Cisco Data Center 3.0: Five Reasons It Will Succeed
When The VAR Guy first heard about Cisco’s forthcoming data center push back in mid-2007, he was skeptical. What did Cisco — the wiring closet expert — know about data centers? But time and several key interviews have made The VAR Guy far less skeptical. Based on a meeting with a major Cisco partner two weeks ago, The VAR Guy is now convinced that Cisco’s Data Center 3.0 strategy is poised to succeed. Here are five reasons why.
First, a little background. For those who missed it, Cisco today launched a family of products designed to simplify corporate data centers. Here’s a link to the official pitch from the networking giant.
Now, for the channel perspective. In the 1990s, a few Cisco partners tried to get a foothold in corporate data centers. Most of those efforts failed. The reason: Server vendors and application providers dominated the data center. Cisco partners didn’t have much luck pitching their goods to Oracle, SAP, Unix, ERP, CRM and Microsoft customers. At the time, crossing the chasm between network infrastructure and applications was nearly a suicide mission.
Fast forward to the current technology landscape, and there are five key reasons why Cisco’s partners are now poised to successfully invade corporate data centers.
1. SANs Became Mission Critical: As storage area networks proliferated the data center, Cisco successfully became a force in the storage market.
2. Traditional Telecom Lost, IP Won: After several false starts, voice-over-IP is finally displacing traditional phone networks. As a result, Cisco advocates — rather than traditional telecom managers — now dominate corporate technology staffs. Those Cisco advocates have strong influence in corporate data center buying decisions.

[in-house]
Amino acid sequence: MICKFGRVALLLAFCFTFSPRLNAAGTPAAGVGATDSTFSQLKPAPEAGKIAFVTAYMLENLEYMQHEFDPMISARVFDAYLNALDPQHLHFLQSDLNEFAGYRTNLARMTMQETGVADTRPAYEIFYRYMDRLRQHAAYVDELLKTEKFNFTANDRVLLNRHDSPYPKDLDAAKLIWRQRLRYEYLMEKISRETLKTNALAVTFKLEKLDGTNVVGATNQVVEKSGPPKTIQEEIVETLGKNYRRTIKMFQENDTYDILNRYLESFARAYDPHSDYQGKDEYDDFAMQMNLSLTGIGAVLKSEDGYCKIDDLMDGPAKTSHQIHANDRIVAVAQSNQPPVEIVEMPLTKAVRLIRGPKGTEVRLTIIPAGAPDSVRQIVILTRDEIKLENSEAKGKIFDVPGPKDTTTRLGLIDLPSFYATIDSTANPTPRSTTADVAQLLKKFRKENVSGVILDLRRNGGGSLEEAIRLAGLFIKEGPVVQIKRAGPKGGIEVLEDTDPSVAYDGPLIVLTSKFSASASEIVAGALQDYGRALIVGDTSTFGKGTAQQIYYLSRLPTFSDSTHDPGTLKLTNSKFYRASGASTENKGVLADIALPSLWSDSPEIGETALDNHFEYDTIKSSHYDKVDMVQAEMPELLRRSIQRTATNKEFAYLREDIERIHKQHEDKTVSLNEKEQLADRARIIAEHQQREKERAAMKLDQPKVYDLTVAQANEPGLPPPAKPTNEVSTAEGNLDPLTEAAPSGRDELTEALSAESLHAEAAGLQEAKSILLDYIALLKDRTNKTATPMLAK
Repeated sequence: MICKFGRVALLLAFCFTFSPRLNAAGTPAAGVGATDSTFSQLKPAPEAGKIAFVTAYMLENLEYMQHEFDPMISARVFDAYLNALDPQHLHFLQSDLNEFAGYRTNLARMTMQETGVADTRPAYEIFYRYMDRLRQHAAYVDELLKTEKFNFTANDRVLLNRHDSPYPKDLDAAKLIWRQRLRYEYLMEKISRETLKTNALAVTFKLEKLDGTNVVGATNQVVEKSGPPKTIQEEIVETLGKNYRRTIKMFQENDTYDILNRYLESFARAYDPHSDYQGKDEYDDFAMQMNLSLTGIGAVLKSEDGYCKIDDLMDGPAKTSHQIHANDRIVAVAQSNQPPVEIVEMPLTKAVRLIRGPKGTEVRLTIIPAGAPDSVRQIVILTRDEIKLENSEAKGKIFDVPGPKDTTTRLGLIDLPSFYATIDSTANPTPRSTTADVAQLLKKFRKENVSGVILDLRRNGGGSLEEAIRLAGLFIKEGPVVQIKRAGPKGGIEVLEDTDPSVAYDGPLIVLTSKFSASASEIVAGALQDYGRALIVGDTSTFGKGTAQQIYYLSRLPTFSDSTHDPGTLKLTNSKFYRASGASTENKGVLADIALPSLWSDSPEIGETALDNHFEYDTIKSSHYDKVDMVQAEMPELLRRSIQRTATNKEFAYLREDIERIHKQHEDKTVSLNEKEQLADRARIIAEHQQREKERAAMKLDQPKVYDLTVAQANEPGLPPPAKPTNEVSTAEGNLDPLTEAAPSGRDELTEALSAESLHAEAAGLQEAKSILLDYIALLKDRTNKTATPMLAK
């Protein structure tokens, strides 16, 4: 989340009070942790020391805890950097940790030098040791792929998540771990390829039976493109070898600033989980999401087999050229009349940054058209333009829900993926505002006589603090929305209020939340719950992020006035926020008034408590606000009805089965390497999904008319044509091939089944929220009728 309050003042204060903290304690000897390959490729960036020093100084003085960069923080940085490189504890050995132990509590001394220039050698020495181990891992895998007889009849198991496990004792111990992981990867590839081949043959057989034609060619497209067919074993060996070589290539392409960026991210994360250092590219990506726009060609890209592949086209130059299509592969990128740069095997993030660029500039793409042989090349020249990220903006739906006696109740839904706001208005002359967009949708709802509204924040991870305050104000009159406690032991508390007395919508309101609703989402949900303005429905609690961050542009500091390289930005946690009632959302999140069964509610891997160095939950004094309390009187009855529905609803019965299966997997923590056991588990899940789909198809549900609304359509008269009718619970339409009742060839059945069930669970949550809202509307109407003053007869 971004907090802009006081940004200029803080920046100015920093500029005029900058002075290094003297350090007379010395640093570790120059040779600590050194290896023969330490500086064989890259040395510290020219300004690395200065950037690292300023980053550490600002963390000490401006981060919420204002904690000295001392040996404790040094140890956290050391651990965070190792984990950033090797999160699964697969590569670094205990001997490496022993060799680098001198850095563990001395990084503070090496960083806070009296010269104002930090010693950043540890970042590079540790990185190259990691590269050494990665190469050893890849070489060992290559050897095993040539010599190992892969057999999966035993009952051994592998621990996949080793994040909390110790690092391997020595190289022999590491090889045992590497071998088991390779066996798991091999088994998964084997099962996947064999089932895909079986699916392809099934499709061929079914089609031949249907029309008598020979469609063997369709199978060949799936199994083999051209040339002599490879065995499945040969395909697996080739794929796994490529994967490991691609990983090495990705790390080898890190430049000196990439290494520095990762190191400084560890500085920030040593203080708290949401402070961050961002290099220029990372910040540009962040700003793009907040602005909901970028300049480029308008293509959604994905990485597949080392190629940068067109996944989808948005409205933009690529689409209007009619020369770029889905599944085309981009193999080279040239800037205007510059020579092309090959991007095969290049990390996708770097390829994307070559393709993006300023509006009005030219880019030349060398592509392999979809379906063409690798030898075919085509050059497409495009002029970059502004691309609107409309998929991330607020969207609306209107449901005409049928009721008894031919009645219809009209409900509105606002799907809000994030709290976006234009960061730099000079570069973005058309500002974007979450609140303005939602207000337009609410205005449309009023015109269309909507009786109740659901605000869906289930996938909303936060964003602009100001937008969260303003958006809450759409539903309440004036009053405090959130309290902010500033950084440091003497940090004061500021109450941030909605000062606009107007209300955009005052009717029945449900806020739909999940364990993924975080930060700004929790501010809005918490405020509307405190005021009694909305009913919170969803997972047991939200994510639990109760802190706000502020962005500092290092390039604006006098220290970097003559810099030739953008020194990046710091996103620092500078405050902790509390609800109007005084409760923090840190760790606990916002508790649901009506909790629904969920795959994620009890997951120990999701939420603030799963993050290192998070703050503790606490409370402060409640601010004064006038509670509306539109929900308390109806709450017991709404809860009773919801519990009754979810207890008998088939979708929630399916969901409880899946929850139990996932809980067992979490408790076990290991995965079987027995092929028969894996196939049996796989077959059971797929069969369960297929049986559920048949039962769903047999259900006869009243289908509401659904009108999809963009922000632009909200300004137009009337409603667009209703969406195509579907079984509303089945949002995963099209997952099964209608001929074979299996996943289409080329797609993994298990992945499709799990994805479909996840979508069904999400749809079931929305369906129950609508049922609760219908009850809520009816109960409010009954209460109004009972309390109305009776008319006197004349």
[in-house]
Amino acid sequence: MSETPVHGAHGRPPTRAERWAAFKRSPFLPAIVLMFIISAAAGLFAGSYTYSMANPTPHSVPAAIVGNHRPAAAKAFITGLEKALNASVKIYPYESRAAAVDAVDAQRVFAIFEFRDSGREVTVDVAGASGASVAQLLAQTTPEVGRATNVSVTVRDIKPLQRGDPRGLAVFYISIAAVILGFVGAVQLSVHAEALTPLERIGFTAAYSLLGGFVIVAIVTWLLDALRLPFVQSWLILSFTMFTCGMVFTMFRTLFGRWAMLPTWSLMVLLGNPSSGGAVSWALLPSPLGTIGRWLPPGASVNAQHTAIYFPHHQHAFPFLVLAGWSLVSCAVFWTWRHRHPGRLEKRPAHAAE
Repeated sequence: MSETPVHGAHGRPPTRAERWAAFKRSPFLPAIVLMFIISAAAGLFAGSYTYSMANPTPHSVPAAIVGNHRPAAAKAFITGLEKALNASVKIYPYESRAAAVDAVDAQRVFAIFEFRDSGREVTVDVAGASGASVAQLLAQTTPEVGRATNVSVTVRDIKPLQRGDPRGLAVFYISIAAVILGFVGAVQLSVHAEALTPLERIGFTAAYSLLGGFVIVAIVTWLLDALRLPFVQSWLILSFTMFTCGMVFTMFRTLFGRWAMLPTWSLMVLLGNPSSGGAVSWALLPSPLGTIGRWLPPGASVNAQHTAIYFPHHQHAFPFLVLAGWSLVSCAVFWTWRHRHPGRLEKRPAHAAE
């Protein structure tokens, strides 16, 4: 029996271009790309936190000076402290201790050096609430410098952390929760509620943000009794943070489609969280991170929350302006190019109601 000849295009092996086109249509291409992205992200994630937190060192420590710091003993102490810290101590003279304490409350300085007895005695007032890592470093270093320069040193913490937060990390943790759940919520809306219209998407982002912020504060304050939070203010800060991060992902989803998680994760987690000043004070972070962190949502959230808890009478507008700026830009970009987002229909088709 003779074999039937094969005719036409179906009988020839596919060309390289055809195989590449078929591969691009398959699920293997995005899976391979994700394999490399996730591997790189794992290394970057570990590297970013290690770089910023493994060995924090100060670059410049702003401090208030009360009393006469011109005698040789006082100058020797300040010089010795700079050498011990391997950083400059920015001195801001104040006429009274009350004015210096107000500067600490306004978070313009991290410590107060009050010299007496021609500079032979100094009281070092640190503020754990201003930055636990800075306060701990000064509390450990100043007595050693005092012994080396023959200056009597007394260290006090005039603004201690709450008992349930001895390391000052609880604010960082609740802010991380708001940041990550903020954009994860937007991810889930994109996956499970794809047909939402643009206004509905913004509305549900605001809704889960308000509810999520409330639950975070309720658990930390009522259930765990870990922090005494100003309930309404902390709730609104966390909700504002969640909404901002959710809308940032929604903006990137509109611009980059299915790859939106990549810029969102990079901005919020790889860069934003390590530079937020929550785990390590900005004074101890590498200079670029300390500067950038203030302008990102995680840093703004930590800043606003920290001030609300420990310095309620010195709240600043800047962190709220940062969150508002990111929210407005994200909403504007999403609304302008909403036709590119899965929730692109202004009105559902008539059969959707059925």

3. Networks Became Application Platforms: In the 1990s, Cisco and its rivals provided basic plumbing. They carried data between endpoints. But now, unified applications — marrying VoIP with CRM, document management, storage, etc. — are distributed across networks. And the safest place to build and maintain those unified applications is within data centers.
4. Service Providers Began Trusting Cisco: Long distance phone companies, competitive local exchange carriers (CLECs) and other telecommunication veterans initially dismissed Cisco as a pretender in the voice market. Proprietary PBXs and big Unix boxes dominated legacy phone systems. As telecom companies gradually embraced VoIP, it became the ultimate vote-of-confidence in Cisco’s IP vision.
5. Cisco Partners Are Ready: Several major Cisco partners have made data center-related acquisitions over the past two years. Those partners have strategic relationships in place with major banks, universities and government agencies that are seeking to re-vamp their data centers. The customers crave better energy efficiency and they’re more than happy to ride the “green” publicity wave.
As one Cisco partner recently told The VAR Guy, “We tried to sell into the data center in the 1990s and got destroyed because nobody in the data center understood Cisco. This time around, we’re talking to all the right people.”
Cisco’s timing for the Data Center 3.0 push, it seems, couldn’t be better.